Danh Vo‘s 2013 has been a year filled with fame and exhibitions in worldwide acclaimed institutions and events. Winner of the Hugo Boss Prize 2012, he exhibited at the Guggenheim in New York, had a recent solo show at the Musée d’Art Moderne de la Ville de Paris and at Museion in Bolzano, and participated in the central pavilion of the Arsenale at the Venice Biennale. Needless to say, his work doesn’t fail to surprise and make you gape in wonder. And it’s no surprise to me that his work does recall in some ways that of the great Chinese artist Zhang Huan, another one of my favourites, I must say.
The hot question is… how did he manage to salvage and export from Vietnam/import into Europe the (almost) entire remains of a French colonial era Catholic church? Wasn’t it under national historical patronage? But in fact, it was going to be demolished, so was that why it was easy (to buy it off)? Perhaps, with the right connections, it is an entirely possible feat. Or did it all work because of art’s sake? All I know is that an artist friend and her father from Hanoi helped him in some (mysterious, at least to me) ways locally and then flew over to Venice to help him with the installation of the work at the Arsenale.
This said, the result is surely brilliant. Particularly for someone like me, with an art and archaeology background, who is always attracted to “old things”, ancient, decrepit, ruins of all sorts, laden with history and memory and tradition and voices of the past. Just think of the smell of slightly moulding wood and of humid stones, of run down carpets and green bronze sculptures covered in the tell-tale green patina, testimony to the inexorable passage of time. Bliss!
The venue heightens the feeling of “sacredness”, of holy (and also terrifying war) phantoms, look at the empty structure and then close your eyes quickly to imagine the idiosyncratic beauty of the original church during colonial times in Vietnam, a mixture of French and Vietnamese architecture and ornaments, complete with the chanting of Bible verses and priestly sermons with the final chorus of “Amen.” Amen. And then maybe imagine the other aspect of that… the not so beautiful colonialism that imposed even its religious views upon a foreign population. And then open your eyes again to see the ruins of it all. The end of colonialism and now its return, defeated, to Europe.
“The fact of bringing the material rests of an unwanted building back to the cradle of Catholicism embodies the suffering of invaded peoples through the architecture of imperial domination,” says Deconcrete. Danh Vo is concerned about the effects of colonialism in the post-colonial era and the interconnections between people coming out of such periods of imperialism.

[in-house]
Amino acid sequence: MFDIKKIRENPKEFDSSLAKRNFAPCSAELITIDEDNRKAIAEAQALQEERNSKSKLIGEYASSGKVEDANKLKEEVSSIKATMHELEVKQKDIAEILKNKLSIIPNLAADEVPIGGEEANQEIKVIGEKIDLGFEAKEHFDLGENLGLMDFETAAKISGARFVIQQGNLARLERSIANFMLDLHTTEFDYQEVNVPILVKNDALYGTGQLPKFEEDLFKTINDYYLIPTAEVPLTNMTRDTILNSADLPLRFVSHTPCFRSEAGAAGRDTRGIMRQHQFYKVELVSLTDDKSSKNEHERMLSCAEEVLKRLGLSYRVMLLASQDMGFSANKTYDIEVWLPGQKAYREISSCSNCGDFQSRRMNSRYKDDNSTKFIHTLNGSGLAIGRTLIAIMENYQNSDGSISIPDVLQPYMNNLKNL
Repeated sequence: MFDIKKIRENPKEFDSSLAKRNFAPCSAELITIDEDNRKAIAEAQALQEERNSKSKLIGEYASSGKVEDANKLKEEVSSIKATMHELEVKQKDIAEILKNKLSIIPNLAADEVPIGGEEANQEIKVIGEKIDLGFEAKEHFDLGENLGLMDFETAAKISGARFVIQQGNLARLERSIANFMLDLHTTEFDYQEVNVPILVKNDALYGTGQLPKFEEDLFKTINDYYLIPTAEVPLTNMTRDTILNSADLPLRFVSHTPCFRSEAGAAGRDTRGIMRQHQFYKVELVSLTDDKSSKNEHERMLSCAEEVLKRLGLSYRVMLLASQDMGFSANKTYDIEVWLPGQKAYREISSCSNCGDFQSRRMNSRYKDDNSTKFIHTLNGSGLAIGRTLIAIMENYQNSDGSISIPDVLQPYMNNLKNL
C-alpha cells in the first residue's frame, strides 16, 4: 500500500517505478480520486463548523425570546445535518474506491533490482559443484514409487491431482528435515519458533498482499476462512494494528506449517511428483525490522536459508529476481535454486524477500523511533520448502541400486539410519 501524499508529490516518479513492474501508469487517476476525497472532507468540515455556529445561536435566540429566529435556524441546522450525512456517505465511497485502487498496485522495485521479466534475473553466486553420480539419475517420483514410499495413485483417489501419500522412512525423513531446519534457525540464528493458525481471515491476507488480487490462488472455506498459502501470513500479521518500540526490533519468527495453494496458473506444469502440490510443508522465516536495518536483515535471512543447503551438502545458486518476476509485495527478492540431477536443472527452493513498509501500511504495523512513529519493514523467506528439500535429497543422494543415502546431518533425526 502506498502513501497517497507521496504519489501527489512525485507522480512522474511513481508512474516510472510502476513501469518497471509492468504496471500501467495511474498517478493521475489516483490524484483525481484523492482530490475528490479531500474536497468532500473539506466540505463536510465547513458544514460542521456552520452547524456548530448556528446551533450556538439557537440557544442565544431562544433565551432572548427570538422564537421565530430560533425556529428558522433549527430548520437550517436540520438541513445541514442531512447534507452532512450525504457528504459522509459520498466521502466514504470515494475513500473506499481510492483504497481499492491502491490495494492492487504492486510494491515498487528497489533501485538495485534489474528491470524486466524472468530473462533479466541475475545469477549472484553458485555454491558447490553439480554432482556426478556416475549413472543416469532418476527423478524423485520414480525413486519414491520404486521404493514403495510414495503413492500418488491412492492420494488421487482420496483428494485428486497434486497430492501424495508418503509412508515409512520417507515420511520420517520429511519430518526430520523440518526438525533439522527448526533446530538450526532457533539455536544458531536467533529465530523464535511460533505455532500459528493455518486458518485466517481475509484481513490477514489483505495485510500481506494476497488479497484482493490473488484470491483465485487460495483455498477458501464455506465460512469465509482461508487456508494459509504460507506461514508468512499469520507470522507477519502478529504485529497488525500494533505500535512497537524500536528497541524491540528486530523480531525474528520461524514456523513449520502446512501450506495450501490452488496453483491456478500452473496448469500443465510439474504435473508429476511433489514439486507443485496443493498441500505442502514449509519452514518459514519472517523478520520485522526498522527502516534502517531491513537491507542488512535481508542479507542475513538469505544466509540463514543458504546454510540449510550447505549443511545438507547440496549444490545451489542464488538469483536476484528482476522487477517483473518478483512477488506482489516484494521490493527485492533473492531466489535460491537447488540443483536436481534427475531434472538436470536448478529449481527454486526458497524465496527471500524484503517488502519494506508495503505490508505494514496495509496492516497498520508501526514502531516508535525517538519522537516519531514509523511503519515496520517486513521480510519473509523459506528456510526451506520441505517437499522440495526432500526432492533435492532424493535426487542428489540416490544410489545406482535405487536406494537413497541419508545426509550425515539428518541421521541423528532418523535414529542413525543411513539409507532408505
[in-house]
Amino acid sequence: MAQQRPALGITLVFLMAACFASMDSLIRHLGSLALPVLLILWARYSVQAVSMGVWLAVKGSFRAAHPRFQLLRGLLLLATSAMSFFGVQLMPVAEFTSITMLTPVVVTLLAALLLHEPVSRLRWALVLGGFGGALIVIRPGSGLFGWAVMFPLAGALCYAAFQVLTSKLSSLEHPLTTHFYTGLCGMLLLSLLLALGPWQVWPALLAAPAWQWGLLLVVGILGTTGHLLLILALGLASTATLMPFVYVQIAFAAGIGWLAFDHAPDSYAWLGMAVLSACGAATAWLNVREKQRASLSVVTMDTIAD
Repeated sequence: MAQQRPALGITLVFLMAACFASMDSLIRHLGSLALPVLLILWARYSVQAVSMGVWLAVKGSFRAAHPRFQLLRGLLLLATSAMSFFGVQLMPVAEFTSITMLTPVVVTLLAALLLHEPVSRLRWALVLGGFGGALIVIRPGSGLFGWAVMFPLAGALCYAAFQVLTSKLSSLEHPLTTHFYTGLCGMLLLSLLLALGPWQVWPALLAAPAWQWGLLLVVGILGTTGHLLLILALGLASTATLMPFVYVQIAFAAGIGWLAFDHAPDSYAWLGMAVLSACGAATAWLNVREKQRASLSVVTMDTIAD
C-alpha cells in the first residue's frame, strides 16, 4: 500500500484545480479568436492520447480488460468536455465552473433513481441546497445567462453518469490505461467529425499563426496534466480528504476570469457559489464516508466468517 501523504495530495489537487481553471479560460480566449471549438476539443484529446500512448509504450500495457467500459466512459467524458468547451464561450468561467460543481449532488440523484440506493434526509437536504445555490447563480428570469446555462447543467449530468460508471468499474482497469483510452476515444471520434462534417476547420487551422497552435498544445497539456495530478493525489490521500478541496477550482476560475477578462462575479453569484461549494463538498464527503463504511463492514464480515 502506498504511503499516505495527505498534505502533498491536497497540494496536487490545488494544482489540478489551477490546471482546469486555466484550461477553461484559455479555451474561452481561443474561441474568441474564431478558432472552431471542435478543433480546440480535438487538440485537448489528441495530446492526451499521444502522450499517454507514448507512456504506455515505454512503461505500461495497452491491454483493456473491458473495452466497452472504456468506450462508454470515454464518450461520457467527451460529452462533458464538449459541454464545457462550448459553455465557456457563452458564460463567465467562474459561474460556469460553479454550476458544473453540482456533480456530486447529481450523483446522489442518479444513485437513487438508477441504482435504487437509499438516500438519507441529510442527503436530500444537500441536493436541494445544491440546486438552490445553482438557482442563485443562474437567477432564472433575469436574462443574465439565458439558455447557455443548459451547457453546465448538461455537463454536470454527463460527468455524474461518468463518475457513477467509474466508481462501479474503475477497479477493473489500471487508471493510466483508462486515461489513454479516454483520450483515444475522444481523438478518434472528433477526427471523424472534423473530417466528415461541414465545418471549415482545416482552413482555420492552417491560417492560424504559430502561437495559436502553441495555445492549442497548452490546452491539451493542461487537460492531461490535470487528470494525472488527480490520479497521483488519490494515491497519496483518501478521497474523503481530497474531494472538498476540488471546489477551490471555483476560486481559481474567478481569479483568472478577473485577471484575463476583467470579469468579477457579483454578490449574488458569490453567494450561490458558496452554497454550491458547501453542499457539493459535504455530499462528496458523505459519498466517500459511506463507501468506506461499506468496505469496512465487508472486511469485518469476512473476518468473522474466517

Chris Wiley, writing for the Venice Biennale catalogue, calls the church as an embodiment of “the melding of traditions that permeates many aspects of Vietnamese religious and cultural life”, as its architecture combines typical Vietnamese elements with more Western ones. He goes on to cite the anthropologist Marc Augé who wrote that the encroachment of imperialism is also a “war of dreams”, through which colonised people are robbed not only of political agency, but also of the power to fashion their collective identity through myth.
“… The ruins of the church, which had been slated for demolition, are a visible symbol of European efforts to colonise not only the land of the Vietnamese, but also their imagination.”
About the artist
Danh Vo was born in 1975 in Ba Ria Vung Tau, Vietnam. In 1979, he escaped with his family on a boat built by his father, which was intercepted by a Danish ship. The family was brought back as refugees to Denmark, where the artist grew up. Danh Vo studied at the Royal Danish Academy of Fine Arts, Denmark and the Städelschule, Frankfurt. He now lives and works in Berlin. Danh Vo’s work has been shown in major international venues, including: Art Institute of Chicago (2012-2013); Kunsthaus Bregenz, Austria (2012); National Gallery of Denmark, Copenhagen (2012, 2010); Kunsthalle Basel, Switzerland (2009); MoMA, New York (2009); Stedelijk Museum, Amsterdam (2008); Bergen Kunsthall, Norway (2006). He also took part in the Shanghai Biennale in 2012.
“In his work Danh Vo reflects on colonialism, migration and cultural identity, interlaced with personal memories of his childhood in Vietnam and the hardships his family faced during their escape to Europe.” (Curator Letizia Ragaglia)
All Photographs: Danh Vo, Hoang Ly Church (approx. 200 years old), Thai Binh province, Vietnam, 2013, wood, stone, bronze; Untitled (Christmas, Rome) 2012, velvet, approx. 230 x 164 cm each; wooden stretcher of Caravaggio’s ‘Natività con i Santi Lorenzo e Franceso d’Assisi’, stolen in 1969, 230 x 197 x 3 cm . Installation at the Arsenale for the 55th International Art Exhibition, La Biennale di Venezia. Photos: C. A. Xuan Mai Ardia.